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WHAT WENT WRONG How to avoid chemical damage


Chemical damage to textiles is very hard to recover from so getting it right at the very beginning of the process is key to success. LCN’s experts Richard Neale and Roger Cawood share their expertise with drycleaners and wetcleaners


Y


ou do not need to have a degree in chemistry to be a successful cleaner, but you certainly need to have your wits about you to avoid unnecessary claims. This month we look at some of the common problems with unexpected chemical reactions and some simple tips which minimise the risks of spoiling an


‘Like a faded limp dish rag!’


Fault: After this grey silk dress was drycleaned in perchloroethylene solvent, the fabric had lost its sheen, it looked faded and washed out and the handle resembled that of, in the customer’s own words, ‘a limp dish rag’. Technical cause: The power of perchloroethylene has been sufficient to strip the yarn oils off the silk so that it has lost its sheen and resilient ‘scrunchy’ handle. It looks and feels thin and faded, even though it has probably lost little, if any, colour. Responsibility: This is often an inevitable feature of this fabric when it is drycleaned in perchloroethylene. It is labelled with P in a circle with a line underneath


 so the


cleaner was quite right to assume it could be drycleaned in perchloroethylene. The key precautions for silk implied by the line under the symbol are reduced moisture and reduced mechanical action, so cleaning on a short, high dip cycle will minimise the risk. However, the effects can be progressive, leaving garments looking and feeling dry, limp and faded. Using a detergent incorporating a softening agent may help to counter this.  Irrespective of the care label the garment would probably have cleaned well in hydrocarbon or cyclosiloxane solvent. To improve the result in perc, include a little suede oil in a distilled rinse followed by a short spin – tumble for 30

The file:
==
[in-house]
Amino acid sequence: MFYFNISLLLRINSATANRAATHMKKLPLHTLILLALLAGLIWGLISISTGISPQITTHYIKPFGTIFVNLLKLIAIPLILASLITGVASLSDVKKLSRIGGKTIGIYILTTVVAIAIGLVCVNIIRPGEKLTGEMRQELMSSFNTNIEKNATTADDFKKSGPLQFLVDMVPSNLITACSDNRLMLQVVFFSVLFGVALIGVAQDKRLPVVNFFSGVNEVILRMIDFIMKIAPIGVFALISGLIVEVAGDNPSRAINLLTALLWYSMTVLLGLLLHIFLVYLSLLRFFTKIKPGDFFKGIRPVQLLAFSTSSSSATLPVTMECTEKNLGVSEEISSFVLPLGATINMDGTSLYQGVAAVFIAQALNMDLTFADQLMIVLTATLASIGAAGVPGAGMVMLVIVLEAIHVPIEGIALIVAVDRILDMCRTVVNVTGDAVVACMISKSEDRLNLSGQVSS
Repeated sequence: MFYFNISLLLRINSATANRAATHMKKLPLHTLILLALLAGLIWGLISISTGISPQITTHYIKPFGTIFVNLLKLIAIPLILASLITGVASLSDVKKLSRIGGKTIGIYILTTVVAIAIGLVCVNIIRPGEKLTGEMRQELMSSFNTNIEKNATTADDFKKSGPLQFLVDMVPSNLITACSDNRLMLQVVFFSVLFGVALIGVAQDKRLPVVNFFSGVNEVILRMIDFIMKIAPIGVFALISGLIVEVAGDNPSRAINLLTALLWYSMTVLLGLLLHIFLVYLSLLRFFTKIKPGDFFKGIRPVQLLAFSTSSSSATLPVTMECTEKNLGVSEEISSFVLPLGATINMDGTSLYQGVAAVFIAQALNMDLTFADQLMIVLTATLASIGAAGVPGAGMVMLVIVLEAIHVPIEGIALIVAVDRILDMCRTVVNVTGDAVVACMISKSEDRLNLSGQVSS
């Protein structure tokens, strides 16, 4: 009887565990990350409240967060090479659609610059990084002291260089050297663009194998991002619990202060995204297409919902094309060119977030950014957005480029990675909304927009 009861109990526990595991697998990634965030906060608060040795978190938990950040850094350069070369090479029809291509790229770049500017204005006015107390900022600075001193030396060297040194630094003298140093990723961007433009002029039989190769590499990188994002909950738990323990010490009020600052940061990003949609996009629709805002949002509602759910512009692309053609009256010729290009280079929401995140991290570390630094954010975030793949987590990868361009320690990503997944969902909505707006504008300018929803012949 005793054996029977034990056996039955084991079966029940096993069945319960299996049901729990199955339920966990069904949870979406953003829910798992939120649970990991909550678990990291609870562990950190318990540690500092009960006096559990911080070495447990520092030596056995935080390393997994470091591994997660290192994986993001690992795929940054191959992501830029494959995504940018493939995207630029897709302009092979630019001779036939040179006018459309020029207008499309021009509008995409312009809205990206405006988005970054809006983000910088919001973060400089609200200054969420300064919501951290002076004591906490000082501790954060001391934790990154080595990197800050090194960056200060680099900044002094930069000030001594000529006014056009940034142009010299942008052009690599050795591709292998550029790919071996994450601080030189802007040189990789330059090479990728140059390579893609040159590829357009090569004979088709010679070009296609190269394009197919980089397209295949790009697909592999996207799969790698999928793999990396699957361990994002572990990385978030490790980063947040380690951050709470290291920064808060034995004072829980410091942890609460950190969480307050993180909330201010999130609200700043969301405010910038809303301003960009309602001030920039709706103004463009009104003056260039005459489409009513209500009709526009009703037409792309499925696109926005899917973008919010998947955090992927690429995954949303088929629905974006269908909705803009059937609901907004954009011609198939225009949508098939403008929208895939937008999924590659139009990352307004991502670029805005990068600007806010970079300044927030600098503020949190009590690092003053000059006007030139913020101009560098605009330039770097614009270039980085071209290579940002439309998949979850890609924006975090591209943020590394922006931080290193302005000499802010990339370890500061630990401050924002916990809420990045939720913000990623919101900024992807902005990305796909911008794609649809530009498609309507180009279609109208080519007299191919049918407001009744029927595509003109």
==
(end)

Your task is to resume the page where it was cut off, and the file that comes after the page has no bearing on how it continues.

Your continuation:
Sensitive dye makes stain removal impossible


Fault: Application of a tannin remover took out the colour immediately from this tan jacket when the cleaner attempted to pre- treat a heavy beer stain (without having tested a hidden area first). Addition of a few


drops of protein remover did not reverse the colour change. Technical cause: Tannin removers are designed to de-colour vegetable dyes by mild chemical oxidation, which works well with beer, red wine, tea, coffee and beetroot. However, if the dyes used by the maker are not resistant to this pre- treatment, then the tannin remover can decolour these as well, ruining the garment. Unfortunately, there are many garment ranges in circulation at present which are at risk, especially those made from lightweight cotton, viscose or linen blends. Responsibility: It is solely the cleaner’s


20 LCN | June 2021


responsibility to ensure that the chemicals that are used to remove a stain are safe in terms of both the fabric and the dye/ colour. Textile manufactures cannot be expected to rigorously test for dye fastness and fabric safety against the multiplicity of spotting chemicals used throughout the cleaning industry.  Sometimes, (with dark navy and dark shades in particular) it is possible to re-colour the damaged area using textile felt pens. However, the size of the damage seen here on a light colour makes success most unlikely. The chances are the garment is ruined.


www.laundryandcleaningnews.com


expensive garment. A cleaner encounters many different types of chemical every day, as staining on the item itself, in the stain treatments, in the cleaning fluid and in the detergents used. The problems described occur every day in retail cleaning units and the degree of damage caused varies with the skill and foresight of the cleaning team. ■


 If you have problems you would like the authors to examine please send with a good quality, high resolution (300dpi/1MB at least) pic of the item to kathy.bowry@ laundryandcleaningnews.com


seconds before turning on the fan. The optimum dosage of suede oil is about one third of the manufacturer’s recommended dosage for a suede. Silk re-oiling products are available for application from an aqueous bath.


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